JANUARY
1989

 

 

 

By
Tom Turpin
 
Professor of
Entomology
Purdue University

 

 

 

 

 

01-12-89

A Lousy Subject

Few humans could love a louse, especially one of the insect variety.

Most of us find these little creatures quite distasteful. So much so that when we feel a bit under the weather we are apt to describe the condition as "lousy." Many of us have really "loused something up" at some time or another, and all of us have heard a person described as “a real louse."

What are these insects that have come to symbolize the despicable aspects in our lives? Lice can be described as wingless parasites of warm-blooded animals. Hosts include humans and that is where the rub comes in!  To have lice is something to be avoided, or at least not mentioned publicly.

It has not always been so. You see humans have harbored lice for as long as, well, as long as we have been humans. The oldest literature makes reference to lice, including several references in the Bible. Mummies of American Indians, estimated to be several thousand years old, show evidence of lice infestations.

During the Middle Ages, an infestation of lice was considered a sign of good health, an odd notion since lice were responsible for transmitting the disease typhus. Folks probably developed this idea because lice and fleas leave a body very quickly at death ~ sort of the insect equivalent of rats off a sinking ship.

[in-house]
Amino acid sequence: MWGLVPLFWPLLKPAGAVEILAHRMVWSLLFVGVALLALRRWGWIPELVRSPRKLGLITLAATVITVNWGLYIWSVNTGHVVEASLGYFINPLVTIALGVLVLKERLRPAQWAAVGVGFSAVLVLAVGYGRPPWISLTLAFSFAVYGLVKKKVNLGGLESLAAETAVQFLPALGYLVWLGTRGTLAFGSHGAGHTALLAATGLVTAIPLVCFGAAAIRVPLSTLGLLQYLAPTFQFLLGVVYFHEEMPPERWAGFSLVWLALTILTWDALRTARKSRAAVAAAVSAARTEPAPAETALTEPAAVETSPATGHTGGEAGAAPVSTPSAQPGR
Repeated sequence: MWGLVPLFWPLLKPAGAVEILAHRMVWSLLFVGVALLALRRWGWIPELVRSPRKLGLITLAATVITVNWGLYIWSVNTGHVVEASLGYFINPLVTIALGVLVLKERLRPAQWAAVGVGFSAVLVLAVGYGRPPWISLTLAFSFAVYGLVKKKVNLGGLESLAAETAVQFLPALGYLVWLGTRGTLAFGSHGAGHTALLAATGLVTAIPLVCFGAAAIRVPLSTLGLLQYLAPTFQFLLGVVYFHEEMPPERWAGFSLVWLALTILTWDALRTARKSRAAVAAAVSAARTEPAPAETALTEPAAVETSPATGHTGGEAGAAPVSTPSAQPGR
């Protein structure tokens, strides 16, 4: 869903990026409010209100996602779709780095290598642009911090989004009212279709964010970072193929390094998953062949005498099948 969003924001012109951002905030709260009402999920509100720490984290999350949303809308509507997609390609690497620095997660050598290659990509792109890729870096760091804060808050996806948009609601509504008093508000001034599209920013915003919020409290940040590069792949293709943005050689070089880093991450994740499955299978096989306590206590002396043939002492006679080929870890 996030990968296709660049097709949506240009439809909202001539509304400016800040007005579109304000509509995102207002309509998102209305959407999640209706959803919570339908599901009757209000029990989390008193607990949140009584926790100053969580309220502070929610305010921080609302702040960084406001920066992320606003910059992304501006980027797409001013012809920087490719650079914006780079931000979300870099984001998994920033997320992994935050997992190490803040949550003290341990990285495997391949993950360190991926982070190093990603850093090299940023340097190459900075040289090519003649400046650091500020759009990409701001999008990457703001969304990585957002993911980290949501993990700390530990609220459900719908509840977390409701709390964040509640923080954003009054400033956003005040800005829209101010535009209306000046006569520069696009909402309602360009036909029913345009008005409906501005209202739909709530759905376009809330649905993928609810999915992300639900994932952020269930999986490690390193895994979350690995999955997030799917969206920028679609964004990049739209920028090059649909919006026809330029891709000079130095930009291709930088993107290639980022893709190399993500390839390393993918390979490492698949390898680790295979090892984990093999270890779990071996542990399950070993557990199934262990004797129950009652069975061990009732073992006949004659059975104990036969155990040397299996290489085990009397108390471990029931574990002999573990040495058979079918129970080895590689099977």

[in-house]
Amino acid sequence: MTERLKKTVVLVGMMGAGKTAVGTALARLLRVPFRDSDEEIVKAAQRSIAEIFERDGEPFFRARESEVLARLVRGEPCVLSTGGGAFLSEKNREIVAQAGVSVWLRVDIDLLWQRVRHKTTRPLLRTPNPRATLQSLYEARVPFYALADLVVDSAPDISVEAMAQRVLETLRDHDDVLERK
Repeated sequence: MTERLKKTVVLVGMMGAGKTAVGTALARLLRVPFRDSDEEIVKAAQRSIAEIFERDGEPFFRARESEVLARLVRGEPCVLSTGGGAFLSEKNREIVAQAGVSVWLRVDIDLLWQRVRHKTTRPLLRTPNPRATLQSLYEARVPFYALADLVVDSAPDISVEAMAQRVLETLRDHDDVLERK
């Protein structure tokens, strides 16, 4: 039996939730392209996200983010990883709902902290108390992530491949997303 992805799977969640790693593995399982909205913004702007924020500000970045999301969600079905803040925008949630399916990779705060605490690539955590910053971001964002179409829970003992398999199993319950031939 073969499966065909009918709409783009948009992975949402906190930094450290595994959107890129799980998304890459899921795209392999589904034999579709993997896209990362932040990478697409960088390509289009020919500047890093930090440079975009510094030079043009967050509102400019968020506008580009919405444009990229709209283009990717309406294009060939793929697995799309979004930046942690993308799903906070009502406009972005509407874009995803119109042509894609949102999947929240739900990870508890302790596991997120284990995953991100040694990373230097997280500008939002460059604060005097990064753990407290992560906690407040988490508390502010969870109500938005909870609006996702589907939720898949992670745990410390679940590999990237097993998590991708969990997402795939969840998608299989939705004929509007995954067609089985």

So prevalent was the association of lice with health that servants, as a sign of hospitality, would capture and toss lice on guests as they passed through the gates of the castle to attend a royal gala. Ladies of fashion of such times used long hair pins to keep their tresses in place. A practical use of these fashion items, it is said, was to dislodge particularly troublesome lice should the creatures manage to create discomfort near the scalp.

Lice also played a political role in the olden days. In Hurdenburg, Sweden, during the Middle Ages, a louse was used to determine the next mayor. Each year the eligible notable men of the town would sit at a round table with their beards touching it. A louse dropped in the center would determine the next mayor by selecting a beard for a home. Sort of the ancient Electoral College, one is to presume.

Lice are still with us. Each year outbreaks of head lice are experienced in schools around the country. These outbreaks, which are most common during winter months, are frequently found among school children in the lower grades. The reason for this is probably the tendency of young children to share winter clothing, especially stocking caps. This allows lice to travel from person to person. Additionally, these youngsters are at an age when parents encourage children to groan themselves, a task which is accomplished a bit haphazardly at times.

Indeed, the great apes and ancient humans engaged in mutual grooming, the primary purpose of which was to remove lice eggs from the hair. These eggs are called "nits,” and the practice of hunting them is called "nit-picking."

So remember the next time you accuse someone of being a "nit-picker," it's probably because they have a lousy job!

 

Writer: Tom Turpin
Editor: Carol McGrew